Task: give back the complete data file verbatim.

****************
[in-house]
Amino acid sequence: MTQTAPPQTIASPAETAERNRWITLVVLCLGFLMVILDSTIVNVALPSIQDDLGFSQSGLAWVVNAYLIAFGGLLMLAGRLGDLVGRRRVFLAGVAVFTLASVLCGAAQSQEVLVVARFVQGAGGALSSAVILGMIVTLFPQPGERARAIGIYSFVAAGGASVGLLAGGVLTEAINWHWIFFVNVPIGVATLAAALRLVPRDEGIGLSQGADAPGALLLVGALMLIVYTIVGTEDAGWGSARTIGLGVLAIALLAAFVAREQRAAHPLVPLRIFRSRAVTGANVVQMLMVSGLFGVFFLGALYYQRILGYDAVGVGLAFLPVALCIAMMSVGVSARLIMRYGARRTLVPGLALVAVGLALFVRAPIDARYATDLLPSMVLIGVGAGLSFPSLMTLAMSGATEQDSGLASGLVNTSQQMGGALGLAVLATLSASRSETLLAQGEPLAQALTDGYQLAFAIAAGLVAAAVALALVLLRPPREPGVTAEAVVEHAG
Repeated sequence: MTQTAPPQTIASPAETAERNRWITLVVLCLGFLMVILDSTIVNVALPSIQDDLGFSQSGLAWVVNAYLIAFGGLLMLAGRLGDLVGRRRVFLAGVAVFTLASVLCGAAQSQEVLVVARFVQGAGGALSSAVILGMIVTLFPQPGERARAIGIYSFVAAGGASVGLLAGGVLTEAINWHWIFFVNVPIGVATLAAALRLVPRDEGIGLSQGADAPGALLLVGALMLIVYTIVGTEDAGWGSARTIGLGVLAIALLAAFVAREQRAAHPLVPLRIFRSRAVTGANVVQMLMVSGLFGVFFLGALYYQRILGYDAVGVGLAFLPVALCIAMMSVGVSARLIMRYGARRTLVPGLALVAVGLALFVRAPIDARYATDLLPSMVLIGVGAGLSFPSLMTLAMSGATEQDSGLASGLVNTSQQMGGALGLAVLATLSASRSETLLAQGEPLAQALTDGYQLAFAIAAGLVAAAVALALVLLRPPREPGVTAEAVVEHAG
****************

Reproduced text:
[in-house]
Amino acid sequence: MTQTAPPQTIASPAETAERNRWITLVVLCLGFLMVILDSTIVNVALPSIQDDLGFSQSGLAWVVNAYLIAFGGLLMLAGRLGDLVGRRRVFLAGVAVFTLASVLCGAAQSQEVLVVARFVQGAGGALSSAVILGMIVTLFPQPGERARAIGIYSFVAAGGASVGLLAGGVLTEAINWHWIFFVNVPIGVATLAAALRLVPRDEGIGLSQGADAPGALLLVGALMLIVYTIVGTEDAGWGSARTIGLGVLAIALLAAFVAREQRAAHPLVPLRIFRSRAVTGANVVQMLMVSGLFGVFFLGALYYQRILGYDAVGVGLAFLPVALCIAMMSVGVSARLIMRYGARRTLVPGLALVAVGLALFVRAPIDARYATDLLPSMVLIGVGAGLSFPSLMTLAMSGATEQDSGLASGLVNTSQQMGGALGLAVLATLSASRSETLLAQGEPLAQALTDGYQLAFAIAAGLVAAAVALALVLLRPPREPGVTAEAVVEHAG
Repeated sequence: MTQTAPPQTIASPAETAERNRWITLVVLCLGFLMVILDSTIVNVALPSIQDDLGFSQSGLAWVVNAYLIAFGGLLMLAGRLGDLVGRRRVFLAGVAVFTLASVLCGAAQSQEVLVVARFVQGAGGALSSAVILGMIVTLFPQPGERARAIGIYSFVAAGGASVGLLAGGVLTEAINWHWIFFVNVPIGVATLAAALRLVPRDEGIGLSQGADAPGALLLVGALMLIVYTIVGTEDAGWGSARTIGLGVLAIALLAAFVAREQRAAHPLVPLRIFRSRAVTGANVVQMLMVSGLFGVFFLGALYYQRILGYDAVGVGLAFLPVALCIAMMSVGVSARLIMRYGARRTLVPGLALVAVGLALFVRAPIDARYATDLLPSMVLIGVGAGLSFPSLMTLAMSGATEQDSGLASGLVNTSQQMGGALGLAVLATLSASRSETLLAQGEPLAQALTDGYQLAFAIAAGLVAAAVALALVLLRPPREPGVTAEAVVEHAG